Olympus E-P5 vs Panasonic G6
The Olympus PEN E-P5 and the Panasonic Lumix DMC-G6 are two digital cameras that were revealed to the public, respectively, in May 2013 and April 2013. Both the E-P5 and the G6 are mirrorless interchangeable lens cameras that are equipped with a Four Thirds sensor. Both cameras offer a resolution of 15.9 megapixels.
Below is an overview of the main specs of the two cameras as a starting point for the comparison.
|Olympus E-P5||Panasonic G6|
|Mirrorless system camera||Mirrorless system camera|
|Micro Four Thirds lenses||Micro Four Thirds lenses|
|15.9 MP, Four Thirds Sensor||15.9 MP, Four Thirds Sensor|
|1080/30p Video||1080/60p Video|
|ISO 200-25600||ISO 160-12800 (160-25600)|
|Viewfinder optional||Electronic viewfinder (1440k dots)|
|3.0" LCD, 1037k dots||3.0" LCD, 1036k dots|
|Tilting touchscreen||Swivel touchscreen|
|9 shutter flaps per second||7 shutter flaps per second|
|In-body stabilization||Lens stabilization only|
|330 shots per battery charge||340 shots per battery charge|
|122 x 69 x 37 mm, 420 g||122 x 85 x 71 mm, 390 g|
Going beyond this snapshot of core features and characteristics, what are the differences between the Olympus PEN E-P5 and the Panasonic Lumix DMC-G6? Which one should you buy? Read on to find out how these two cameras compare with respect to their body size, their imaging sensors, their shooting features, their input-output connections, and their reception by expert reviewers.
An illustration of the physical size and weight of the Olympus E-P5 and the Panasonic G6 is provided in the side-by-side display below. The two cameras are presented according to their relative size. Three consecutive perspectives from the front, the top, and the back are available. All width, height and depth dimensions are rounded to the nearest millimeter.
Both cameras are available in three different colors (black, silver, white).
If the front view area (width x height) of the cameras is taken as an aggregate measure of their size, the Panasonic G6 is notably larger (23 percent) than the Olympus E-P5. However, the G6 is markedly lighter (7 percent) than the E-P5. In this context, it is worth noting that neither the E-P5 nor the G6 are weather-sealed.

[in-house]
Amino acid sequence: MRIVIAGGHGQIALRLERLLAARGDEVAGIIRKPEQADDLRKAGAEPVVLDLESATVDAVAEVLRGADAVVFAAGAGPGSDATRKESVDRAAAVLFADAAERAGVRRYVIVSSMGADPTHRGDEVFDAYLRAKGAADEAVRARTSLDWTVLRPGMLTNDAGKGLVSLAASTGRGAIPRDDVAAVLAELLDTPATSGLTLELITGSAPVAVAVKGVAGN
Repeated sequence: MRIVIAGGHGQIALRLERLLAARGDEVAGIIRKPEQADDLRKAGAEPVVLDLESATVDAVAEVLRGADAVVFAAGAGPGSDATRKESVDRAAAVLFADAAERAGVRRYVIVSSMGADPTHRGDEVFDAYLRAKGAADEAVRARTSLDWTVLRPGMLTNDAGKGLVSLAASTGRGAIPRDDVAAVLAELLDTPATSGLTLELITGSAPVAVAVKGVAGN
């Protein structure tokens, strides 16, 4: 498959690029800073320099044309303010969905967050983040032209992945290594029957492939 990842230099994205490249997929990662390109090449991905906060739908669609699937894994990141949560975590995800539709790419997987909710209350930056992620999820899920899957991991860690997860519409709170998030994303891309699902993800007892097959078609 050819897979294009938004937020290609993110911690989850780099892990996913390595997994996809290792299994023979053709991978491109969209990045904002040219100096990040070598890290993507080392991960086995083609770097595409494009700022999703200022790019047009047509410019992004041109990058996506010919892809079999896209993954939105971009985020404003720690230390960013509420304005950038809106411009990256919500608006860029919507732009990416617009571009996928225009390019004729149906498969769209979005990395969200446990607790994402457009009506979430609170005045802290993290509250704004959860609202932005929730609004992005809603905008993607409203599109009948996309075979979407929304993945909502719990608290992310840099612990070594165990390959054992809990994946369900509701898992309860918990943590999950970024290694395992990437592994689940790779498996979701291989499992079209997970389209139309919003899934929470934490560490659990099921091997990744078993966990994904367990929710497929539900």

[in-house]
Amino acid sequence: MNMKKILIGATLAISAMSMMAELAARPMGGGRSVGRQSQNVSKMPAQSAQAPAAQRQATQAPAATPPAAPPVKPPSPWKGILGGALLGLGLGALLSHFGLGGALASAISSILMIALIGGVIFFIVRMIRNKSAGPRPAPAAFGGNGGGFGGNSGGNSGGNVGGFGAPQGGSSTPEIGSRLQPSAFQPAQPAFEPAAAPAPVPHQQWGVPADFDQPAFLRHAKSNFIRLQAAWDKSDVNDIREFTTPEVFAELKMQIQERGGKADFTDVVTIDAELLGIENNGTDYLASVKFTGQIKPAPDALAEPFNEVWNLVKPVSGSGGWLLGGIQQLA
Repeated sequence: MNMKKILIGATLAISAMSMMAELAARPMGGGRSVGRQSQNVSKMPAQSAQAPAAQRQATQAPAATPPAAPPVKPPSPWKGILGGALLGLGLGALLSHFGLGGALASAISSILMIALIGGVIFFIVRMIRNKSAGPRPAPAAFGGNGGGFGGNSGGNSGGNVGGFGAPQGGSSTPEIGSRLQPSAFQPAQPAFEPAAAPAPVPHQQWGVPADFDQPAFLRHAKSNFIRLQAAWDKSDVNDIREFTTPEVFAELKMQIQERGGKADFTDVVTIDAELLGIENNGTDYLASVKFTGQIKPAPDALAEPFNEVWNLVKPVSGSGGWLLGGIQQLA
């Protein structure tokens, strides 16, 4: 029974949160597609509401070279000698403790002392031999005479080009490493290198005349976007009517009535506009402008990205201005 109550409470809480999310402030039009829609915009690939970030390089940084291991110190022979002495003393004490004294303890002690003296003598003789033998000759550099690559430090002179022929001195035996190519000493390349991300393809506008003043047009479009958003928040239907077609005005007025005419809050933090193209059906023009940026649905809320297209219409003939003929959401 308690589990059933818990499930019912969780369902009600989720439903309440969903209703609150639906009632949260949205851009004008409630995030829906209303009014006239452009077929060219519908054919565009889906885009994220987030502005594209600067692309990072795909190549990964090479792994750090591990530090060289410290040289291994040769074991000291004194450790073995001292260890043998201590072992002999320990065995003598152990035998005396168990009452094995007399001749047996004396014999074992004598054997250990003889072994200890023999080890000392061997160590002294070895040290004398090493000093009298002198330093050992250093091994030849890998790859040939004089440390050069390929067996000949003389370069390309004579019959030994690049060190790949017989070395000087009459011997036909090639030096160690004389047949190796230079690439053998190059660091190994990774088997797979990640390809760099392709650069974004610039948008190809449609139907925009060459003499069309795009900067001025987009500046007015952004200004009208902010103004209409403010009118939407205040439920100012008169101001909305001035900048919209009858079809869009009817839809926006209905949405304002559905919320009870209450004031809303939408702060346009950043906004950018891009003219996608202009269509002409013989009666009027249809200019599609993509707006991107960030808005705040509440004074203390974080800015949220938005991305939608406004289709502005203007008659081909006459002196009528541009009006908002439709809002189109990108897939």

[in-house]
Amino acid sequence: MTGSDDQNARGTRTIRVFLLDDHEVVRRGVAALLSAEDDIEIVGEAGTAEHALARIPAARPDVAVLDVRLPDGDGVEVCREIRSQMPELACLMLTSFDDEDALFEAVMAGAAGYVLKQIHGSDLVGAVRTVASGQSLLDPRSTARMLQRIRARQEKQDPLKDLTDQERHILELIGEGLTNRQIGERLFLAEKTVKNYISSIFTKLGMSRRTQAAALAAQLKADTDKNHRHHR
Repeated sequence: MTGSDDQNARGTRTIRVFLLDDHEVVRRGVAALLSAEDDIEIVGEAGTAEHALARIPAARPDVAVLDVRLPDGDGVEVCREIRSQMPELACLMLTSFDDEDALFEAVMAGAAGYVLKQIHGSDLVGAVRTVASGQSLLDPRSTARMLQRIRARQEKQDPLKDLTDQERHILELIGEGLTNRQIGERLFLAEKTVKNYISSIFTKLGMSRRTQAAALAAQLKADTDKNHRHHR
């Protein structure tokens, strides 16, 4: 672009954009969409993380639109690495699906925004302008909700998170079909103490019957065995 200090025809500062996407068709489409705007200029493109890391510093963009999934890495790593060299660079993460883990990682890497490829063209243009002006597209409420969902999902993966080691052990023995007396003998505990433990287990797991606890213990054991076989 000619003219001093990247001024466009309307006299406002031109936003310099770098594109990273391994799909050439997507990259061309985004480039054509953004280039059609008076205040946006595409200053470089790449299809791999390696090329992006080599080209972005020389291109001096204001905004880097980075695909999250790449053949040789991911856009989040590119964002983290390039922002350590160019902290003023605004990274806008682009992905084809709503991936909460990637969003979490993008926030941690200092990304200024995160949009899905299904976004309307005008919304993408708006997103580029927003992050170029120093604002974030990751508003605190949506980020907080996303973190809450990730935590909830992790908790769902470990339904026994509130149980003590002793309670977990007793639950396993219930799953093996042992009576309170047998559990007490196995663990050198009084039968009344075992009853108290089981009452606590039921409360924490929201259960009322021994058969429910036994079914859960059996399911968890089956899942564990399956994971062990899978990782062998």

The above size and weight comparisons are to some extent incomplete since they do not consider the interchangeable lenses that both of these cameras require. In this particular case, both cameras feature the same lens mount, so that they can use the same lenses. You can compare the optics available in the Micro Four Thirds Lens Catalog. Mirrorless cameras, such as the two under consideration, have the additional advantage of having a short flange to focal plane distance, which makes it possible to mount many lenses from other systems onto the camera via adapters.
The table below summarizes the key physical specs of the two cameras alongside a broader set of comparators. In case you want to display and compare another camera duo, just click on the right or left arrow next to the camera that you would like to inspect. Alternatively, you can also use the CAM-parator to select your camera combination among a larger number of options.
|Olympus E-P5»||4.8 in||2.7 in||1.5 in||14.8 oz||330||n||May 2013||999||Olympus E-P5|
|Panasonic G6«||4.8 in||3.3 in||2.8 in||13.8 oz||340||n||Apr 2013||599||Panasonic G6|
|Olympus PEN-F« »||4.9 in||2.8 in||1.5 in||15.1 oz||330||n||Jan 2016||1,199||Olympus PEN-F|
|Olympus E-M10 II« »||4.7 in||3.3 in||1.9 in||13.8 oz||320||n||Aug 2015||649||Olympus E-M10 II|
|Olympus E-M10« »||4.7 in||3.2 in||1.8 in||14.0 oz||320||n||Jan 2014||699||Olympus E-M10|
|Olympus E-PL7« »||4.5 in||2.6 in||1.5 in||12.6 oz||350||n||Aug 2014||599||Olympus E-PL7|
|Olympus E-M1« »||5.1 in||3.7 in||2.5 in||17.5 oz||350||Y||Sep 2013||1,399||Olympus E-M1|
|Olympus E-M5« »||4.8 in||3.5 in||1.7 in||15.0 oz||360||Y||Feb 2012||1,299||Olympus E-M5|
|Olympus E-PL5« »||4.4 in||2.5 in||1.5 in||11.5 oz||360||n||Sep 2012||599||Olympus E-PL5|
|Olympus E-PM2« »||4.3 in||2.5 in||1.3 in||9.5 oz||360||n||Sep 2012||499||Olympus E-PM2|
|Olympus E-P3« »||4.8 in||2.7 in||1.3 in||13.0 oz||330||n||Jun 2011||799||Olympus E-P3|
|Panasonic G7« »||4.9 in||3.4 in||3.0 in||14.5 oz||350||n||May 2015||649||Panasonic G7|
|Panasonic GF6« »||4.4 in||2.6 in||1.5 in||11.4 oz||340||n||Apr 2013||499||Panasonic GF6|
|Panasonic GX7« »||4.8 in||2.8 in||2.2 in||14.2 oz||350||n||Aug 2013||999||Panasonic GX7|
|Panasonic G5« »||4.7 in||3.3 in||2.8 in||14.0 oz||320||n||Jul 2012||599||Panasonic G5|